Think twice before filing an insurance claim over that fender-bender or other minor damage. It could cost you big time.
One $2,000 property damage claim is enough to hike your auto insurance rate at renewal by an average 41 percent, according to new data from InsuranceQuotes.com. A typical consumer would pay $1,250.50 per year, they say, instead of $814.99.
Bodily injury claims tend to be even more expensive, raising rates by an average 45 percent. There’s also some variation depending on the state you live in, based on varying insurance regulations.
Price jumps stem from insurers’ perception of you as an increased risk. Statistically, if you file a claim, you’re more likely to file a second or third claim. If one claim is expensive, a second is exorbitant, spiking rates by an average 93 percent. Increased rates typically stay in effect for two to three years, she said, provided you don’t have any more accidents.
Not all claims trigger big price hikes. Comprehensive claims—which include damage to your car from vandalism, animals and natural disasters—generate a small increase of 2 percent on average. Often, that’s because such incidents are out of the driver’s control. If a tree falls on your car, yes, that’s what your insurance is for. Those kinds of claims move the needle very, very little.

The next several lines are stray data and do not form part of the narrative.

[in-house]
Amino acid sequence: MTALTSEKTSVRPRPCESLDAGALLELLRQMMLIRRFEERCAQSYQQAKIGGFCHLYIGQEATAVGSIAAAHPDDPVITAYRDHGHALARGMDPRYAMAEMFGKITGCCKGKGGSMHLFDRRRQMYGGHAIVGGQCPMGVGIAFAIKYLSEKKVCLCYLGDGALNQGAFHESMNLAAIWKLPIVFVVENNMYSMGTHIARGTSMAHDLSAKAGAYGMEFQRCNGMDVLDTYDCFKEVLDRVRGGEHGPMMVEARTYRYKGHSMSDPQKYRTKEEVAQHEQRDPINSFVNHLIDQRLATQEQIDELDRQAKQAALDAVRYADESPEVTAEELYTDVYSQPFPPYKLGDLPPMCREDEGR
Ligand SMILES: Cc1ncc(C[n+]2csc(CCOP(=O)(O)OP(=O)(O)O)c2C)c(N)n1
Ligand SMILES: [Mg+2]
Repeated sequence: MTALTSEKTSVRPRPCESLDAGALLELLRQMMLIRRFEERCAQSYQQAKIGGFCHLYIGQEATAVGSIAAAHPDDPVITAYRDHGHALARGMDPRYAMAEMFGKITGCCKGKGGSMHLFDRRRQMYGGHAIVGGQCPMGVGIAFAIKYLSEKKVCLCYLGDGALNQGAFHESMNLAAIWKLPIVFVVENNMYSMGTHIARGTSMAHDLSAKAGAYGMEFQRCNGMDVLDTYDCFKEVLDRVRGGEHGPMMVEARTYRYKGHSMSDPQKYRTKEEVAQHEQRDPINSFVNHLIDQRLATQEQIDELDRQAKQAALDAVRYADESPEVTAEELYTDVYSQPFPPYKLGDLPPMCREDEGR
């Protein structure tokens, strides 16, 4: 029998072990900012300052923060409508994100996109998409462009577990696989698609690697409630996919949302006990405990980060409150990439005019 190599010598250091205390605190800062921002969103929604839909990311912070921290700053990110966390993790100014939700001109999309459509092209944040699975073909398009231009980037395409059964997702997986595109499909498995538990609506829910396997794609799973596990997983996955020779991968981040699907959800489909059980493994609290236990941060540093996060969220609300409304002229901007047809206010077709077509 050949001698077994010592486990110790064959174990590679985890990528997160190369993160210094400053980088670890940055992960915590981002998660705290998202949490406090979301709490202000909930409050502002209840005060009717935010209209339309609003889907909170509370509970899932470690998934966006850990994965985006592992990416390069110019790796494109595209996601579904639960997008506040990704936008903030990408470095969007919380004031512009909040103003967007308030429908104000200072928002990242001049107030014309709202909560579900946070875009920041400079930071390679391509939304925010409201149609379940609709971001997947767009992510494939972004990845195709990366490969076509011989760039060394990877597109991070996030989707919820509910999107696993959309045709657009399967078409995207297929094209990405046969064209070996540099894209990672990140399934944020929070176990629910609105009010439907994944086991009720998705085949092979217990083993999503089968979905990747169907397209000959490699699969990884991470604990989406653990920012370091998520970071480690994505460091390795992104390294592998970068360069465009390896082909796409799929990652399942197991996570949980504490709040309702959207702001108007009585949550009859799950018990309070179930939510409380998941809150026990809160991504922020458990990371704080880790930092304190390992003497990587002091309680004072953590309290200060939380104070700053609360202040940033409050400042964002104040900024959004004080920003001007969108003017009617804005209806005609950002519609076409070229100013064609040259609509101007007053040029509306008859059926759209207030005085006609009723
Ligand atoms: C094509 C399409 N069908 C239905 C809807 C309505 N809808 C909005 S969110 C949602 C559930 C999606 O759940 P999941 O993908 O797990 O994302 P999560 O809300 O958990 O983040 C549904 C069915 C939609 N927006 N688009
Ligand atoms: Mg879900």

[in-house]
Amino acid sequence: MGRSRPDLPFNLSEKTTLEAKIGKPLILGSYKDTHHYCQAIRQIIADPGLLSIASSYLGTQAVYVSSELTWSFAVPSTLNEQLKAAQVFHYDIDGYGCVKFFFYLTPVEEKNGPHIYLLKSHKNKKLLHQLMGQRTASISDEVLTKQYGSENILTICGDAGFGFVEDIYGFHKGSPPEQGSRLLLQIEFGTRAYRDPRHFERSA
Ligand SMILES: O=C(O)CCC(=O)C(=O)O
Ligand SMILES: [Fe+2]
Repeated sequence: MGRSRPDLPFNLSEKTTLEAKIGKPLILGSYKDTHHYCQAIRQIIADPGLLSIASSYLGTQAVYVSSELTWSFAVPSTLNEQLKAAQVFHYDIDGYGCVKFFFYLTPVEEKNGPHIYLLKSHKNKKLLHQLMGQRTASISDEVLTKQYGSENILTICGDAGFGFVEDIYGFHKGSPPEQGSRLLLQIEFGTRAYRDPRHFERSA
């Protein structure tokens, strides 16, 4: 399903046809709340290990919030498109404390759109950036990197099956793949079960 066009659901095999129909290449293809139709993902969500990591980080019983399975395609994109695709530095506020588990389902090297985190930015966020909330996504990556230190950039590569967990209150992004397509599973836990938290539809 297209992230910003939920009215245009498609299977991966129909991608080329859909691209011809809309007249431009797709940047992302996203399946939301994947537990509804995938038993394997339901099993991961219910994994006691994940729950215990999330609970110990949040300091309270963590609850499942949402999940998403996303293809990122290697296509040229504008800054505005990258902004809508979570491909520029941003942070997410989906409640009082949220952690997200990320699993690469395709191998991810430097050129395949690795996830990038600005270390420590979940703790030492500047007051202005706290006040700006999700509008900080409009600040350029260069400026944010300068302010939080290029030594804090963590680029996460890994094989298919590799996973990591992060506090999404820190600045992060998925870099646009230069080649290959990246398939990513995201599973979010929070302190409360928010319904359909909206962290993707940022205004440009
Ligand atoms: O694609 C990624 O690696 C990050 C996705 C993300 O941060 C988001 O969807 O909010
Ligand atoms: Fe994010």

The lesson for drivers: Use insurance as intended, to cover significant losses only. “Think of your policy as something to pay a cost that you would not normally be able to pay out of pocket.
Raising your deductible is one strategy that can help reduce the chances of filing a small-ticket claim while also saving you money.
Even just increasing it from $200 to $500 can reduce premium costs by 15 to 30 percent, according to the insurance institute. The flip side of that is, you’re taking on more of the risk. Don’t raise the deductible to more than you can afford to pay in an emergency.